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Protein could prevent secondary damage after stroke, neuroscientist says

Date:
November 6, 2011
Source:
Rutgers University
Summary:
A neuroscientist says a protein that regulates nerve cells and assists in overall brain function may be key to preventing the long-term damage of stroke and hopes her work leads to the development of an effective therapeutic intervention.

One of two proteins that regulate nerve cells and assist in overall brain function may be the key to preventing long-term damage as a result of a stroke, the leading cause of disability and third leading cause of death in the United States.

In a recent study published in the Journal of Neuroscience, Bonnie Firestein, professor of cell biology and neuroscience, in the School of Arts and Sciences, says the new research indicates that increased production of two proteins -- cypin and PSD-95 -- results in very different outcomes.

While cypin -- a protein that regulates nerve cell and neuron branching critical to normal brain functioning -- prevents nerve cells not damaged during the initial stroke from losing the ability to communicate with other cells and halts any secondary brain or neurological damage, PSD-95 accelerates cell destruction and inhibits recovery. Secondary injury from a stroke can occur days or even weeks after the injury and often includes a lack of blood flow, insufficient oxygen, and swelling of the brain.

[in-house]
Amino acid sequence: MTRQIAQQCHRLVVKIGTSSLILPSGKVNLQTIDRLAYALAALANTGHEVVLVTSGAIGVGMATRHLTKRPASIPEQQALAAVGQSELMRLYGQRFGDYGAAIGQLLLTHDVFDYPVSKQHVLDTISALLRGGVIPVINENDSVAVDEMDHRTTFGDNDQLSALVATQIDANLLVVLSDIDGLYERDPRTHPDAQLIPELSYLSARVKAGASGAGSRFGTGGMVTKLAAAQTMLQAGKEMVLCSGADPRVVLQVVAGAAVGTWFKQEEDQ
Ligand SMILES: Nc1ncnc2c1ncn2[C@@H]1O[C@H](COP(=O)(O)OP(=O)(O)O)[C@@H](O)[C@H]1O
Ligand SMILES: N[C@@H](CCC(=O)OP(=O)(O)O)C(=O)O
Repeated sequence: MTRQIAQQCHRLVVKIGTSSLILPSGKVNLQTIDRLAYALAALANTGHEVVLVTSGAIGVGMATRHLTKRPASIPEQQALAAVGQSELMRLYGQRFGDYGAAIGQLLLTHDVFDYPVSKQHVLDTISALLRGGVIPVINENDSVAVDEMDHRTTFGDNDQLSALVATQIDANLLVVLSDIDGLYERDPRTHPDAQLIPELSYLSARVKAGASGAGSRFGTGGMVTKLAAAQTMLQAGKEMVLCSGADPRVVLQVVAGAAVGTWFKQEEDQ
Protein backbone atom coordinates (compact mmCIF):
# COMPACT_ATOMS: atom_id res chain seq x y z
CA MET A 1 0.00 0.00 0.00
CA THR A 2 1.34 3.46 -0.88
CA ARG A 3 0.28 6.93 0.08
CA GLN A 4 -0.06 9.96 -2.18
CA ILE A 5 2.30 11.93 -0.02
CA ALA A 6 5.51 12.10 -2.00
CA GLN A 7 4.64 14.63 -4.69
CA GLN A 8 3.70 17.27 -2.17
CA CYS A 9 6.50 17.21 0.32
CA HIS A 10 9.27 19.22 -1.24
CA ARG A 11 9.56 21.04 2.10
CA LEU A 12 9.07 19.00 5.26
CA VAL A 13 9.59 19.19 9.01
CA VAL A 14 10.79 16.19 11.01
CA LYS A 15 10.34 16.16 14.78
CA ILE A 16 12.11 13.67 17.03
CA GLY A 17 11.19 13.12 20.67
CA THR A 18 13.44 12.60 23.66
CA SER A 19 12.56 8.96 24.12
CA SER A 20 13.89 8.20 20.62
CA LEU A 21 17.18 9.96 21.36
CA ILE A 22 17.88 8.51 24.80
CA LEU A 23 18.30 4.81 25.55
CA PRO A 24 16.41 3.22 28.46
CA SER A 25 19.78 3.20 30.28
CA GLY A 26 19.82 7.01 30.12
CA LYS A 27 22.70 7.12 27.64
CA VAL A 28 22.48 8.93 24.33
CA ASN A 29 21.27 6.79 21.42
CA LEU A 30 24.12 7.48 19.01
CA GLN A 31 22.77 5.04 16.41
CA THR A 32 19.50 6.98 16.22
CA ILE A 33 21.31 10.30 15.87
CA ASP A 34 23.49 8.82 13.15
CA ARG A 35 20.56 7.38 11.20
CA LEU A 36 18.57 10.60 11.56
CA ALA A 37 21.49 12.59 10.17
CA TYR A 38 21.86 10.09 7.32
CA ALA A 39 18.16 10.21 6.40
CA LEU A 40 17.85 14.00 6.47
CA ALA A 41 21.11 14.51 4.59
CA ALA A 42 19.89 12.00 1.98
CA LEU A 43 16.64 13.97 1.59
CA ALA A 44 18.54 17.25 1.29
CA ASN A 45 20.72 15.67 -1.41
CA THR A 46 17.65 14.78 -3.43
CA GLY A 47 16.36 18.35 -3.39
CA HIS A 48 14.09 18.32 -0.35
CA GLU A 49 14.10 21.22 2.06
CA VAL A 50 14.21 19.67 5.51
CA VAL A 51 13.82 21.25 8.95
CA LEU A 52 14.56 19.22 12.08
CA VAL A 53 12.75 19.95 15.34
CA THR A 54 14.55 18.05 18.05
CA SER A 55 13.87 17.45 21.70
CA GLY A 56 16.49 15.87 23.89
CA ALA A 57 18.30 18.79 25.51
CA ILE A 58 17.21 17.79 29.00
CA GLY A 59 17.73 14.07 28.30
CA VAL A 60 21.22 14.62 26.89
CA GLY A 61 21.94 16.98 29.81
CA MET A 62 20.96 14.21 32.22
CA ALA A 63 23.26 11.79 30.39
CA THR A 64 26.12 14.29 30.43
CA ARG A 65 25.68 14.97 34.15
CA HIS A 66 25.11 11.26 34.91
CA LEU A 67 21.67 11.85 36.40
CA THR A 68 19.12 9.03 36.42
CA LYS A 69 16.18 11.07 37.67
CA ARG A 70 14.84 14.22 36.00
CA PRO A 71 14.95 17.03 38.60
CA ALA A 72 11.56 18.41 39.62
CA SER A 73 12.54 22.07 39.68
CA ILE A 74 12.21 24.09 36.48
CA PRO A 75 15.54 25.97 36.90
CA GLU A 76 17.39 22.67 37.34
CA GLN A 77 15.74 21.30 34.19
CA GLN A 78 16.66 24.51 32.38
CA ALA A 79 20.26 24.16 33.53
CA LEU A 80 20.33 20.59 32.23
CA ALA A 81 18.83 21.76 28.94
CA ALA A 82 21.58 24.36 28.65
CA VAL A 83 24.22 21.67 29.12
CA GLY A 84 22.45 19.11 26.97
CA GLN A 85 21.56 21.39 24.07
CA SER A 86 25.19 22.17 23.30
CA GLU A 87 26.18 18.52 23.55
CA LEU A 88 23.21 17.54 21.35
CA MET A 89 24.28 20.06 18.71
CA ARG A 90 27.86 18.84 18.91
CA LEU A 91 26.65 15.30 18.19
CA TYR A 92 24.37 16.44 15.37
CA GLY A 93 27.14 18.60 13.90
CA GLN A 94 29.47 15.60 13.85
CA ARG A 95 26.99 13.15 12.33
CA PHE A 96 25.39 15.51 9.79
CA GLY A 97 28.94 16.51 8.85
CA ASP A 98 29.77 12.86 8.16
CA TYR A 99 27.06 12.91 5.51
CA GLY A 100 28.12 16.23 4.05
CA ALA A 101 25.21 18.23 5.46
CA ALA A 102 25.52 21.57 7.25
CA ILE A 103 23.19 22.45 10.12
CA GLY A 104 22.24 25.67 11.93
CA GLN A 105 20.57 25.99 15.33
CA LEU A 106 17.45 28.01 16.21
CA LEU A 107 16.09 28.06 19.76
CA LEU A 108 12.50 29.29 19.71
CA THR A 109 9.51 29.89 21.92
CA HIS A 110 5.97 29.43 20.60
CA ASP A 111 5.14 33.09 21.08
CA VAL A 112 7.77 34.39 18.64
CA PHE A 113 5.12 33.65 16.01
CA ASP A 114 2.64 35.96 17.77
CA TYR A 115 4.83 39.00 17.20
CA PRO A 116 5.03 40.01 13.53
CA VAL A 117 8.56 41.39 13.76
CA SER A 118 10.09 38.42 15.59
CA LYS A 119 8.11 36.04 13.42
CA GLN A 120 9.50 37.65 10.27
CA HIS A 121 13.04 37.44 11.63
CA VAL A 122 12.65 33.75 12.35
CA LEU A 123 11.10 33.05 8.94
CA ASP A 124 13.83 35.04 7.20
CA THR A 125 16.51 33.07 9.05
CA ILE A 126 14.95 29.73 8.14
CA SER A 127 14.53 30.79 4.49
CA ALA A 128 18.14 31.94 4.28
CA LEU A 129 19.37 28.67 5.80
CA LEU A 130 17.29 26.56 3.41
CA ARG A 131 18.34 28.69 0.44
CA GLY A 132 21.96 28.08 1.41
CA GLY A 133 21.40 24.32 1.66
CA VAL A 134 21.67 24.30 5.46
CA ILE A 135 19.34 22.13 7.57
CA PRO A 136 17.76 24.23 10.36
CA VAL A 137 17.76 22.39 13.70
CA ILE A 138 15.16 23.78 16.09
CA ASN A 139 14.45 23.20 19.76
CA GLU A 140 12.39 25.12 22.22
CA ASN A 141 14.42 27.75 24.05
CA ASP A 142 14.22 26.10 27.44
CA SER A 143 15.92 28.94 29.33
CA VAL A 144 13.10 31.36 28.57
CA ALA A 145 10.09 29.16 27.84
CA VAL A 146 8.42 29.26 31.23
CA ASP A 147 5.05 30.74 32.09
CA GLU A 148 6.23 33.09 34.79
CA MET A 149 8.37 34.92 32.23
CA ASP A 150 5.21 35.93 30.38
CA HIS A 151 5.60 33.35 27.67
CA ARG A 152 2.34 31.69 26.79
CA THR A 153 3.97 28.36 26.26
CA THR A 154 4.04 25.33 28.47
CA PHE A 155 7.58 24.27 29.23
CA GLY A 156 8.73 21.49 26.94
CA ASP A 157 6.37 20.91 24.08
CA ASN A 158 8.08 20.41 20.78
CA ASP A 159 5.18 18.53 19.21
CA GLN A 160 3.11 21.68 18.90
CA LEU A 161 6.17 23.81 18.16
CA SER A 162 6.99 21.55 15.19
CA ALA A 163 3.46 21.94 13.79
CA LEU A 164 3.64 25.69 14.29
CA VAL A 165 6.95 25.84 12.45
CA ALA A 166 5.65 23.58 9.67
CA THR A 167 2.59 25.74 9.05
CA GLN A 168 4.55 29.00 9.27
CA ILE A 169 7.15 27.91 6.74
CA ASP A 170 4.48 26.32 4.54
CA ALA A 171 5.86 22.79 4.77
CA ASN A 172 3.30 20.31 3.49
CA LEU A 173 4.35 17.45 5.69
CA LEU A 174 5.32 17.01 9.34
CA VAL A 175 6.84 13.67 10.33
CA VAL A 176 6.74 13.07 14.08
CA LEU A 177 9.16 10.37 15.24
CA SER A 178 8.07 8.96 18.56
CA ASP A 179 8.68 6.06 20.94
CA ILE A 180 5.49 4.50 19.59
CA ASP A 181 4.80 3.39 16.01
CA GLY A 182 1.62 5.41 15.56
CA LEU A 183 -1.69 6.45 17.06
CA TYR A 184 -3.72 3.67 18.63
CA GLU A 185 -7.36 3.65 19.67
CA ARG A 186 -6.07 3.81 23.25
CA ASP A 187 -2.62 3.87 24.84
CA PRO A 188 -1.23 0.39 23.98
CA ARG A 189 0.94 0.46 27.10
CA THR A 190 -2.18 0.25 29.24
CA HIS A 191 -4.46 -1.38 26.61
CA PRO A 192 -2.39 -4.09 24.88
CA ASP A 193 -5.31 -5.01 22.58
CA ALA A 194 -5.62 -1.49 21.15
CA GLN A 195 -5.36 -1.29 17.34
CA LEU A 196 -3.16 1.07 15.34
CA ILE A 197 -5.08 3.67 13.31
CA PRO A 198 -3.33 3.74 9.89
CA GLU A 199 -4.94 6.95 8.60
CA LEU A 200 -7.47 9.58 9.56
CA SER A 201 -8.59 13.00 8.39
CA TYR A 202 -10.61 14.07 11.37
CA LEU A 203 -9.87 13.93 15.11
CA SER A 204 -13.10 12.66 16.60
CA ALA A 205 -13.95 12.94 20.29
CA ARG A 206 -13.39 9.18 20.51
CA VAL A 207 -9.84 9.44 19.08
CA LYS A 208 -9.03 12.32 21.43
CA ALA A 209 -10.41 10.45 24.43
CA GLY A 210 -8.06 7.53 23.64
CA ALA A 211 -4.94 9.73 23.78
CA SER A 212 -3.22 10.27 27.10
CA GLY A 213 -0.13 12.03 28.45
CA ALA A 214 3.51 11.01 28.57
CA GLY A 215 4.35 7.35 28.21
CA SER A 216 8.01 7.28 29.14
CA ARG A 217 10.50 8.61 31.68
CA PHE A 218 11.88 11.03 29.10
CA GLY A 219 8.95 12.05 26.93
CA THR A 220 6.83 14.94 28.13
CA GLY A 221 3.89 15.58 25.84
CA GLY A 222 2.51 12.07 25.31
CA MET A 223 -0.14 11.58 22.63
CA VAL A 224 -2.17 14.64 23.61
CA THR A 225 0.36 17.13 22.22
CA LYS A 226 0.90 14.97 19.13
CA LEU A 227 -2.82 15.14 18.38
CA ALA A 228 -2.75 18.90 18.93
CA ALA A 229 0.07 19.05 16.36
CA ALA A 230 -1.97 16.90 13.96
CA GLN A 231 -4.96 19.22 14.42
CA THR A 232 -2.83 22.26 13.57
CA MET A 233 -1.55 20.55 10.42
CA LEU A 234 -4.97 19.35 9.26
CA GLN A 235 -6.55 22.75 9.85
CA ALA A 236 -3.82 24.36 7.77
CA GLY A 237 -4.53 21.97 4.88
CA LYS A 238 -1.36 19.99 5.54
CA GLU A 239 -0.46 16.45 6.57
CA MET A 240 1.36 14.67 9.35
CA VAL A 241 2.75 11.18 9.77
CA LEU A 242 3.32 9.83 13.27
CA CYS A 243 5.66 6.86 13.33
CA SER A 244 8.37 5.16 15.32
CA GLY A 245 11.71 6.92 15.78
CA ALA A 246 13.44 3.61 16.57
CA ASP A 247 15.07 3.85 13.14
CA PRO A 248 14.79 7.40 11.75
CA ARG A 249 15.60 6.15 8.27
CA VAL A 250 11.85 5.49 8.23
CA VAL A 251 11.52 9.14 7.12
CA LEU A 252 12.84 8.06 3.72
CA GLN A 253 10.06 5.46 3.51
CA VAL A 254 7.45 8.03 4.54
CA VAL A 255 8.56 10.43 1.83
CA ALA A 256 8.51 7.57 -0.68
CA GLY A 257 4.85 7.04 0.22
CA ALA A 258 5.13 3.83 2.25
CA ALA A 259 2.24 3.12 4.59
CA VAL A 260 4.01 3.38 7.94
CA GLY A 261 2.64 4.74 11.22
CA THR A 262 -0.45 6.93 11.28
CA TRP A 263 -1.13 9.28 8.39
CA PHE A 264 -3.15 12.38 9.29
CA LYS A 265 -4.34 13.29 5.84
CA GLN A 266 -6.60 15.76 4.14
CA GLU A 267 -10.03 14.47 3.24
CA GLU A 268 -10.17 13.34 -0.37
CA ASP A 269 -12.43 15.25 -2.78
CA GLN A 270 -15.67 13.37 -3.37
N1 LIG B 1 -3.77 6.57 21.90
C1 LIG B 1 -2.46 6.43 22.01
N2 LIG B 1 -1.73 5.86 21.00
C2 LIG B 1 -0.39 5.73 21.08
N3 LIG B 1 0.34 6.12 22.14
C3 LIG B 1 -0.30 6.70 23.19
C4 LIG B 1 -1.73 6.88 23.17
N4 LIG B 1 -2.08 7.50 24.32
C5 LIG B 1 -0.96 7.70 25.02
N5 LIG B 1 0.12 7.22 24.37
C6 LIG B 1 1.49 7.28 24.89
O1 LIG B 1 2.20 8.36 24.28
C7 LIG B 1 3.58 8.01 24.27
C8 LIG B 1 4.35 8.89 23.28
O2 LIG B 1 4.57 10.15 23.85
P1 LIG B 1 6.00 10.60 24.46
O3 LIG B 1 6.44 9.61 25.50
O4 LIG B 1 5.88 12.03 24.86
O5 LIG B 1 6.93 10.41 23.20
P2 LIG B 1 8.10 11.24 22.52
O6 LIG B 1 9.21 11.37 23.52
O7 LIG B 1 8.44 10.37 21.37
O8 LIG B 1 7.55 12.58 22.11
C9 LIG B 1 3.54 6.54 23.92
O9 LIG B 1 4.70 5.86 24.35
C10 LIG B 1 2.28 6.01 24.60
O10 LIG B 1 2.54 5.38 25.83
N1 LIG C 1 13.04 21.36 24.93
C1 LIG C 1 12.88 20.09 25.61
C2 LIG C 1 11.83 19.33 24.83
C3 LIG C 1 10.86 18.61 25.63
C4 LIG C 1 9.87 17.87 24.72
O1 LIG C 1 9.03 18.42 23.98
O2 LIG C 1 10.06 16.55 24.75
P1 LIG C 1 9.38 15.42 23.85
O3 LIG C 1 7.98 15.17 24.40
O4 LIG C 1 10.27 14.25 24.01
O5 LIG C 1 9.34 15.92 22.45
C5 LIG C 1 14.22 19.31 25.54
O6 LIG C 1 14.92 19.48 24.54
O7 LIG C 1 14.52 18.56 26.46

"We don't know how or why cypin acts during this process, but what we do know is that cypin helps nerve cells survive," said Firestein, who first isolated and identified cypin more than a decade ago. Since then, she has been researching how it works in the brain and could be used to treat traumatic brain injury and other serious neurological disorders.

Firestein and her former graduate student Chia-Yi Tseng conducted the laboratory research by putting nerve cells in a dish and creating an "experimental stroke" -- mimicking a massive amount of glutamate released, resulting in nerve cells destroyed.

They wanted to determine if anything could be done to stop the secondary damage that occurs after a stroke and discovered that while a greater number of neurons that survived the stroke were spared secondary destruction with increased amounts of cypin, too much PSD-95 resulted in the death of nerve cells not damaged inititally.

"I would hope that this research aids in the development of an effective therapeutic intervention, saving neurons and reducing the long-term effects of stroke and other traumatic brain injuries," said Firestein.


Story Source:

The above story is based on materials provided by Rutgers University. Note: Materials may be edited for content and length.


Journal Reference:

  1. C.-Y. Tseng, B. L. Firestein. The Role of PSD-95 and Cypin in Morphological Changes in Dendrites Following Sublethal NMDA Exposure. Journal of Neuroscience, 2011; 31 (43): 15468 DOI: 10.1523/JNEUROSCI.2442-11.2011

Cite This Page:

Rutgers University. "Protein could prevent secondary damage after stroke, neuroscientist says." ScienceDaily. ScienceDaily, 6 November 2011. <www.sciencedaily.com/releases/2011/11/111102125642.htm>.
Rutgers University. (2011, November 6). Protein could prevent secondary damage after stroke, neuroscientist says. ScienceDaily. Retrieved April 20, 2014 from www.sciencedaily.com/releases/2011/11/111102125642.htm
Rutgers University. "Protein could prevent secondary damage after stroke, neuroscientist says." ScienceDaily. www.sciencedaily.com/releases/2011/11/111102125642.htm (accessed April 20, 2014).

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